Explore Ways to Overcome Barriers to Meaningful Tefillah!
If You Only Daven Hard Enough…
It’s the classic end to innumerable high school classes: If you only daven hard enough, Hashem will grant your tefillos. A variation on the theme is the image of a great measuring cup in Heaven, filled by tefillos, waiting to spill over, and thus our requests will be granted.
We take in all these messages — and they do contain a truth. But while we may know that tefillah is about a relationship, not a Heavenly ATM mechanism, too often, we’re left with the message: Just daven, daven, daven. And then what happens?
We’re passed over for the job. Another buyer makes a better offer on the house. Shidduch after shidduch after shidduch. Empty arms and aching hearts. Illness. Pain.
We daven harder. We daven with a sense of desperation. If only I can get it right, I might hit that magic button. We daven hoping frantically to control our future.
At a certain point, our siddur ceases to be a sanctuary. We may feel bitter, or disillusioned, or even betrayed. I did everything right. I davened and davened and davened. And all I received was deafening silence.
Rosh Hashanah is approaching. We know Elul is the time to return to Hashem through tefillah. But there’s a barrier in place, drying up our words before we can even form them.
Too Empty, Too Full, Generally Closed It’s one thing if I have the opportunity to go to the Kosel or Kever Rochel, and cry and talk and say Tehillim for three hours. When I’ve done that, I’m often left with an incredible uplift. Everything inside washed away and a good kind of emptiness remains — like I’m an open vessel, waiting for renewal. It’s beautiful and uplifting.
But in daily life, with limited time and concentration, I don’t get anywhere near that place. As a matter of fact, most times I open my siddur and don’t feel anything at all. I daven because it’s a habit — a good kind of habit, because I believe if I keep doing it, I’ll be able to generate some meaning sometimes.
Some days, I close my siddur feeling like I missed out on something precious; other days, I just feel apathetic. I’d love to take everything that’s going on inside of me and translate it into words of prayer. I just don’t know how.
Okay, so I get that I have to recalibrate my prayer. Tefillah is not just a time to ask and ask, it’s a time to acknowledge the Source of every-thing, a way to bring Hashem into my life, to make a dirah b’tachtonim. But still… I’m left with an uncomfortable feeling.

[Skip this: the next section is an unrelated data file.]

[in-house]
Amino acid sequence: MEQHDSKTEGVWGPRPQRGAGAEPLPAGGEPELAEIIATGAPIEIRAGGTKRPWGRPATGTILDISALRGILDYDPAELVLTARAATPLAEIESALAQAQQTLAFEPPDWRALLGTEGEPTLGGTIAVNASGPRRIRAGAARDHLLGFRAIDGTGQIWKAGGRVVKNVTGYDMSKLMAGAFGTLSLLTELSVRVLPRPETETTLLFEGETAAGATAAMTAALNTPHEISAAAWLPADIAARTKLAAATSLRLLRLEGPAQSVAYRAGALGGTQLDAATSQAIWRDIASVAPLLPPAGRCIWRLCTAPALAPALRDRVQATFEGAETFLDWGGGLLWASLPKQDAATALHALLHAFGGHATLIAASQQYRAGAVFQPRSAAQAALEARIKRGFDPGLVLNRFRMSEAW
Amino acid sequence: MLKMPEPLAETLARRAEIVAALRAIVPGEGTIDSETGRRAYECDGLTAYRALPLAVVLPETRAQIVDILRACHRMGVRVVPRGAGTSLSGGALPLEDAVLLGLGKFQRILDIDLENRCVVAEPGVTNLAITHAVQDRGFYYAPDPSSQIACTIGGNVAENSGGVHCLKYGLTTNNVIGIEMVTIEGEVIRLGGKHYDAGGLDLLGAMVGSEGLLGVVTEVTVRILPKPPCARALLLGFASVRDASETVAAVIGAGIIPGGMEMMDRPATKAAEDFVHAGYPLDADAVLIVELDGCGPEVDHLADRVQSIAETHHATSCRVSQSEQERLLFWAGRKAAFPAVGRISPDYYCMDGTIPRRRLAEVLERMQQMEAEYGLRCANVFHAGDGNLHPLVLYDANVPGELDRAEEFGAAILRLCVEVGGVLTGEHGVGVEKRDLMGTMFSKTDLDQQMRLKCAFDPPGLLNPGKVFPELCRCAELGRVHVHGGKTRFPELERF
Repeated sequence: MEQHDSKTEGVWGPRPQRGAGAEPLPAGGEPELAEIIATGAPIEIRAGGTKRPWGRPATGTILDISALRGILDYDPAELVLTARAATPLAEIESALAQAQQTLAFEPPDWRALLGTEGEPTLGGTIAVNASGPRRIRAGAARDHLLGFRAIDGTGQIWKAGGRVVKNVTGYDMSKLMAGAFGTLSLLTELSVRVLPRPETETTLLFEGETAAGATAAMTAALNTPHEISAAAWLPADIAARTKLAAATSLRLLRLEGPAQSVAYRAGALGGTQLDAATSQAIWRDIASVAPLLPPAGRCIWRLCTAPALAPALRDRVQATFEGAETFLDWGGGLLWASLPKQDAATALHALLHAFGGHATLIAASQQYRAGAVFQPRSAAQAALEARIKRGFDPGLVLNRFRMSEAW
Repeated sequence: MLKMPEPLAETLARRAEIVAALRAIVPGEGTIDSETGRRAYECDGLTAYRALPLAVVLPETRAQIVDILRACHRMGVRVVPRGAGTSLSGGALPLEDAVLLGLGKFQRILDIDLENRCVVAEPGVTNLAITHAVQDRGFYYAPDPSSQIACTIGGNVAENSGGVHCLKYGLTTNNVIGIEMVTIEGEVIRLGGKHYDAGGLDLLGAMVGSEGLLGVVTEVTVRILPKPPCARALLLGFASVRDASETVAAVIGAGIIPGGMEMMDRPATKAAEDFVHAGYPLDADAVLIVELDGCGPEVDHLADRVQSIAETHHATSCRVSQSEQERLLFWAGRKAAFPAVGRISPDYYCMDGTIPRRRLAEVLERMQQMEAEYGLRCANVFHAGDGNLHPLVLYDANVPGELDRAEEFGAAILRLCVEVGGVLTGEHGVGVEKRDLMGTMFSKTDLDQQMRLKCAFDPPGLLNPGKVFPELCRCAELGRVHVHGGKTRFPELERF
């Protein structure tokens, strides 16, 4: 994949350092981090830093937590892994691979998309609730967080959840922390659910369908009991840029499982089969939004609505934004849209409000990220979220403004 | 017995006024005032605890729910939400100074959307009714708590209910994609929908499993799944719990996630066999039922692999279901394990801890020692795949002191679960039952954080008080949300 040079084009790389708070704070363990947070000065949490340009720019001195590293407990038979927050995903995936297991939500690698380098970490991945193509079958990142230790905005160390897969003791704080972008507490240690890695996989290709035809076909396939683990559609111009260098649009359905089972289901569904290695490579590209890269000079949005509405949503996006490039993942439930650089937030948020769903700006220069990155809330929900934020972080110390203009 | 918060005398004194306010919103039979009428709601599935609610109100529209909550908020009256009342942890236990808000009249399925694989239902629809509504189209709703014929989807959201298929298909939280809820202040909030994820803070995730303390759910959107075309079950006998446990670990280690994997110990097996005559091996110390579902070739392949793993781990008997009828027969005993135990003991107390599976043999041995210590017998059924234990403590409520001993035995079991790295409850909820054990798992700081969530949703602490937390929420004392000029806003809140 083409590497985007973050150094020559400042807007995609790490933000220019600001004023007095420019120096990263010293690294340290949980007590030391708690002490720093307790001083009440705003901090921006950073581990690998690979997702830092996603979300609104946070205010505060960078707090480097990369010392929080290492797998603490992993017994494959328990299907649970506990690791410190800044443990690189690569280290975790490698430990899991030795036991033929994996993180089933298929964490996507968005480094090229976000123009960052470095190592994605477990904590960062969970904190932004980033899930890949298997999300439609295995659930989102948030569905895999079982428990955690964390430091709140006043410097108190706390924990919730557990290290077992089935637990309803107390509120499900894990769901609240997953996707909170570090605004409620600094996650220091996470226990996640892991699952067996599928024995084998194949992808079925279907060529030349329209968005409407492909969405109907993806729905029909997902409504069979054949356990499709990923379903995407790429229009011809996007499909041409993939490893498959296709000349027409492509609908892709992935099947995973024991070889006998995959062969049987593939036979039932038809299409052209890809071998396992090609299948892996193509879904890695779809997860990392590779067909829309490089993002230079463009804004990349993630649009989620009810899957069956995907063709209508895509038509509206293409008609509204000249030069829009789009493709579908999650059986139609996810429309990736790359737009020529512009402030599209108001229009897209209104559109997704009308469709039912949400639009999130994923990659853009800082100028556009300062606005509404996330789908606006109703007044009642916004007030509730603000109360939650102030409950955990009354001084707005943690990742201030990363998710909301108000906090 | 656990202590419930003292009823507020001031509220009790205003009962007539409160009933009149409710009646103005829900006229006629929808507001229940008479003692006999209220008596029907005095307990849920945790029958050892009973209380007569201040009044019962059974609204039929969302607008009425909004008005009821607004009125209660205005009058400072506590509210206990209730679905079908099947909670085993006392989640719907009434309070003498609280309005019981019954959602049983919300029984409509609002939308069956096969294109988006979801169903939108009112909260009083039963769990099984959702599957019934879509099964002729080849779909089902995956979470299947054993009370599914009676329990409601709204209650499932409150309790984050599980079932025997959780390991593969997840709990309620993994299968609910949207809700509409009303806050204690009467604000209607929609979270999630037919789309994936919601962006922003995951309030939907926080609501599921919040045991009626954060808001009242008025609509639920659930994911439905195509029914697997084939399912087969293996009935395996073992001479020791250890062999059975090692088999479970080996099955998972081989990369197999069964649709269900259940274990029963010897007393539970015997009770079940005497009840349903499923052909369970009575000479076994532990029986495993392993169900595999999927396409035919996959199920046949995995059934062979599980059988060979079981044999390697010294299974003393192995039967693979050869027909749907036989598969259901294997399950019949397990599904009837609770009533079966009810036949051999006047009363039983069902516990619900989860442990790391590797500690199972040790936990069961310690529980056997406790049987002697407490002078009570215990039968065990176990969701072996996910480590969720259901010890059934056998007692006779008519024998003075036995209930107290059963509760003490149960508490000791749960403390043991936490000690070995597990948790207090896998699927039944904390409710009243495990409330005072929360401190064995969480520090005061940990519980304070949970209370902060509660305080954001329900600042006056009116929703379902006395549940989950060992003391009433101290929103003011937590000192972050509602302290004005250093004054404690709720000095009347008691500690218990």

I have fears and anxieties about what the future will bring. Especial-ly after the tumultuous events of this past year, I don’t know that I can rely on just Hashem’s love to make life turn out good. Along with the rest of the human race, I’ve seen my fair share of hester Panim, pain, anguish. To simply relinquish control makes me feel nervous and out of control — what’s going to be?
How is it that we have an entire Elul to prepare and yet Rosh Hashanah seems to spring up on us? That happens every year, but this year I feel more unprepared than ever.
The last few months have been difficult for everyone, but all I seem to have felt are my inadequacies. I’d love to say that I used the challenges to strengthen my emunah and invest in my family, but honestly, I just struggled through it.
And now another year is on the threshold and my disappointment in myself is reflected in the way I feel about the impending Yom Tov, and in my davening. How can I even try to come close to Hashem when I feel so empty?
We’re a generation that doesn’t give punishments, only consequences. We try to shower our children with positivity and love. Now, we come to Rosh Hashanah and recognize the din. It’s serious. And we find it off-putting.
We’ve always related to Hashem as a loving Father. We ask, we beg, and we do so with the confidence that He wants to hear from me, give to me. Every year, as we lead up to Rosh Hashanah, we feel like we’re losing our footing. Suddenly, we begin relating to Hashem as a King who sits in judgment. How can we relate to Hashem as our King in a meaningful way?
We know the theory: Crowning Hashem King is a privilege and so should be done joyfully. But, how does that work?
I’d like to embrace the purity and holiness of Yom Kippur, but I’ve been through
a Yom Kippur every single year, and I’m never very different at the end of it. We’re told the day itself brings us to a high place. But isn’t that just a tease? We get to a place that’s impossible to sustain. How does this translate into everyday life?
The nusach of the tefillos seems to send conflicting messages. On the one hand, we have the 13 Middos of Rachamim, the niggunim that uplift us. On the other hand, again and again and again we say Vidui. I don’t find it easy to recite a litany of everything I’ve done wrong (as well as many things I haven’t done wrong and I say anyway). It drags me down. How can I reconcile the two aspects of the day and the davening?